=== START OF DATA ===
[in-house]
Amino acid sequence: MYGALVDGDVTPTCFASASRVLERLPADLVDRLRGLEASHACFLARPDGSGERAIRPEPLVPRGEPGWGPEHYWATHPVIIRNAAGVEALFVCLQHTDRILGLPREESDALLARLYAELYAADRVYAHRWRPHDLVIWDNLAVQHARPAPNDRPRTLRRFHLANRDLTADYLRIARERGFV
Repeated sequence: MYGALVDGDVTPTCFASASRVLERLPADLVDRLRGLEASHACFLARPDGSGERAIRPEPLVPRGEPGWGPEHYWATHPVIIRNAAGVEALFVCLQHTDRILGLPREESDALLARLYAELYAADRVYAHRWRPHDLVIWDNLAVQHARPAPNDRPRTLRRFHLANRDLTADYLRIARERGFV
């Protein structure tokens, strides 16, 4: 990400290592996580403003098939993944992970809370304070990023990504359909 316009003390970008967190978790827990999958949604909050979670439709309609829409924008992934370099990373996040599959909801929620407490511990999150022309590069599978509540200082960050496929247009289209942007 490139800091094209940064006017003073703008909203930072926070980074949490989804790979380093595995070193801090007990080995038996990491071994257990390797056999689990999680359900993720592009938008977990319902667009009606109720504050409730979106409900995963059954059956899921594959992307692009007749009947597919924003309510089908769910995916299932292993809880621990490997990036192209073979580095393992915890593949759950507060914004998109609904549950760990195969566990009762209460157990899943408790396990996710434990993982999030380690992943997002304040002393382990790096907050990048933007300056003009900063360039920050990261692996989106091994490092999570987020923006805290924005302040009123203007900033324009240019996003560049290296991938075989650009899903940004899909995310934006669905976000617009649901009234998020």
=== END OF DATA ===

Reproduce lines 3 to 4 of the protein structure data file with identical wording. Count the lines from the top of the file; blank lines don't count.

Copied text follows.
Repeated sequence: MYGALVDGDVTPTCFASASRVLERLPADLVDRLRGLEASHACFLARPDGSGERAIRPEPLVPRGEPGWGPEHYWATHPVIIRNAAGVEALFVCLQHTDRILGLPREESDALLARLYAELYAADRVYAHRWRPHDLVIWDNLAVQHARPAPNDRPRTLRRFHLANRDLTADYLRIARERGFV
């Protein structure tokens, strides 16, 4: 990400290592996580403003098939993944992970809370304070990023990504359909 316009003390970008967190978790827990999958949604909050979670439709309609829409924008992934370099990373996040599959909801929620407490511990999150022309590069599978509540200082960050496929247009289209942007 490139800091094209940064006017003073703008909203930072926070980074949490989804790979380093595995070193801090007990080995038996990491071994257990390797056999689990999680359900993720592009938008977990319902667009009606109720504050409730979106409900995963059954059956899921594959992307692009007749009947597919924003309510089908769910995916299932292993809880621990490997990036192209073979580095393992915890593949759950507060914004998109609904549950760990195969566990009762209460157990899943408790396990996710434990993982999030380690992943997002304040002393382990790096907050990048933007300056003009900063360039920050990261692996989106091994490092999570987020923006805290924005302040009123203007900033324009240019996003560049290296991938075989650009899903940004899909995310934006669905976000617009649901009234998020």